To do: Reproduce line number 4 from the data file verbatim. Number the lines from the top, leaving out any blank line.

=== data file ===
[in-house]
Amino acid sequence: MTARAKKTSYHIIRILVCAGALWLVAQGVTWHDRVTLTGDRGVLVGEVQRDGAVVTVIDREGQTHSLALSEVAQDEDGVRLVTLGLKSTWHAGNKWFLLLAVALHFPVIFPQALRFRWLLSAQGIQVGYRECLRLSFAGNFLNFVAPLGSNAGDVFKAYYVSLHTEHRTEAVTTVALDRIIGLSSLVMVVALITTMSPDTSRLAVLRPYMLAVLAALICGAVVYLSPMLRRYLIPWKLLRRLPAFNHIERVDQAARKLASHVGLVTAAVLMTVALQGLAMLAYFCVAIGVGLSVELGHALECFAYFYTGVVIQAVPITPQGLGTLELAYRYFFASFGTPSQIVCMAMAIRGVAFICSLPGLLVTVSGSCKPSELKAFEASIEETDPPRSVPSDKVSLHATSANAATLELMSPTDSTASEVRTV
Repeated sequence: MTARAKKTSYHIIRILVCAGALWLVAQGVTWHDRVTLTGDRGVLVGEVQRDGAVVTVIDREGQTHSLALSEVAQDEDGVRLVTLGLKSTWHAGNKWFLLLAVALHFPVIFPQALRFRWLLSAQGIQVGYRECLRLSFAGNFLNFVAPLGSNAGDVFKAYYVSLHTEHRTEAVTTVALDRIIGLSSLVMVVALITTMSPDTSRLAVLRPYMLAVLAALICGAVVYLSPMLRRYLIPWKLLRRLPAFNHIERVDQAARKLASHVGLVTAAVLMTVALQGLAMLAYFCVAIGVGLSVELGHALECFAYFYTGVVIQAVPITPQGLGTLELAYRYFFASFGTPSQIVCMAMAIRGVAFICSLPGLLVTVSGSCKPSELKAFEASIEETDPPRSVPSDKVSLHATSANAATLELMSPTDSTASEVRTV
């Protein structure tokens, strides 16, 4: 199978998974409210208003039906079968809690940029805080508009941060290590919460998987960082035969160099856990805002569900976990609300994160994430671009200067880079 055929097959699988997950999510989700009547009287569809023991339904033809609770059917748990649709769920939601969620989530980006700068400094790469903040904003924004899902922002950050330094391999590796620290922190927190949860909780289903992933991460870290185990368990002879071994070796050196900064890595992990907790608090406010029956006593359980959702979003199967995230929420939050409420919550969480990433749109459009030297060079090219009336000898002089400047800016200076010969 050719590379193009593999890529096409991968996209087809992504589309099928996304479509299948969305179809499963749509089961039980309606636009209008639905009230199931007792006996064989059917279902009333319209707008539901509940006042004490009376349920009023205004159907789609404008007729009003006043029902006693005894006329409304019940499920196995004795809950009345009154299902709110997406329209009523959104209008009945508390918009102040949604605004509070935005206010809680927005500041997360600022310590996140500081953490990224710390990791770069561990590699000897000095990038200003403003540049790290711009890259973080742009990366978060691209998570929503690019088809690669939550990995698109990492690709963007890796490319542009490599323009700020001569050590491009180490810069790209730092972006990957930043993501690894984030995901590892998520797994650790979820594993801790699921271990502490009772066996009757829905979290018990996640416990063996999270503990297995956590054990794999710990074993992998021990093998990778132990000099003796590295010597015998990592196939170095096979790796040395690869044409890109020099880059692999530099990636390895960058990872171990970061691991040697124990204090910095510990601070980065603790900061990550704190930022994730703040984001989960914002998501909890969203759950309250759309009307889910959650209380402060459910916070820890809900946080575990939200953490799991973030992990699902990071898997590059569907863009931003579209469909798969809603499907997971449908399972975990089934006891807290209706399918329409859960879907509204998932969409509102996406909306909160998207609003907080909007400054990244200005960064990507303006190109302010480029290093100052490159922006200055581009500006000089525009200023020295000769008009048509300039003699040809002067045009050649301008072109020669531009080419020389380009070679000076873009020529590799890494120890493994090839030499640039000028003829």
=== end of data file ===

């Protein structure tokens, strides 16, 4: 199978998974409210208003039906079968809690940029805080508009941060290590919460998987960082035969160099856990805002569900976990609300994160994430671009200067880079 055929097959699988997950999510989700009547009287569809023991339904033809609770059917748990649709769920939601969620989530980006700068400094790469903040904003924004899902922002950050330094391999590796620290922190927190949860909780289903992933991460870290185990368990002879071994070796050196900064890595992990907790608090406010029956006593359980959702979003199967995230929420939050409420919550969480990433749109459009030297060079090219009336000898002089400047800016200076010969 050719590379193009593999890529096409991968996209087809992504589309099928996304479509299948969305179809499963749509089961039980309606636009209008639905009230199931007792006996064989059917279902009333319209707008539901509940006042004490009376349920009023205004159907789609404008007729009003006043029902006693005894006329409304019940499920196995004795809950009345009154299902709110997406329209009523959104209008009945508390918009102040949604605004509070935005206010809680927005500041997360600022310590996140500081953490990224710390990791770069561990590699000897000095990038200003403003540049790290711009890259973080742009990366978060691209998570929503690019088809690669939550990995698109990492690709963007890796490319542009490599323009700020001569050590491009180490810069790209730092972006990957930043993501690894984030995901590892998520797994650790979820594993801790699921271990502490009772066996009757829905979290018990996640416990063996999270503990297995956590054990794999710990074993992998021990093998990778132990000099003796590295010597015998990592196939170095096979790796040395690869044409890109020099880059692999530099990636390895960058990872171990970061691991040697124990204090910095510990601070980065603790900061990550704190930022994730703040984001989960914002998501909890969203759950309250759309009307889910959650209380402060459910916070820890809900946080575990939200953490799991973030992990699902990071898997590059569907863009931003579209469909798969809603499907997971449908399972975990089934006891807290209706399918329409859960879907509204998932969409509102996406909306909160998207609003907080909007400054990244200005960064990507303006190109302010480029290093100052490159922006200055581009500006000089525009200023020295000769008009048509300039003699040809002067045009050649301008072109020669531009080419020389380009070679000076873009020529590799890494120890493994090839030499640039000028003829």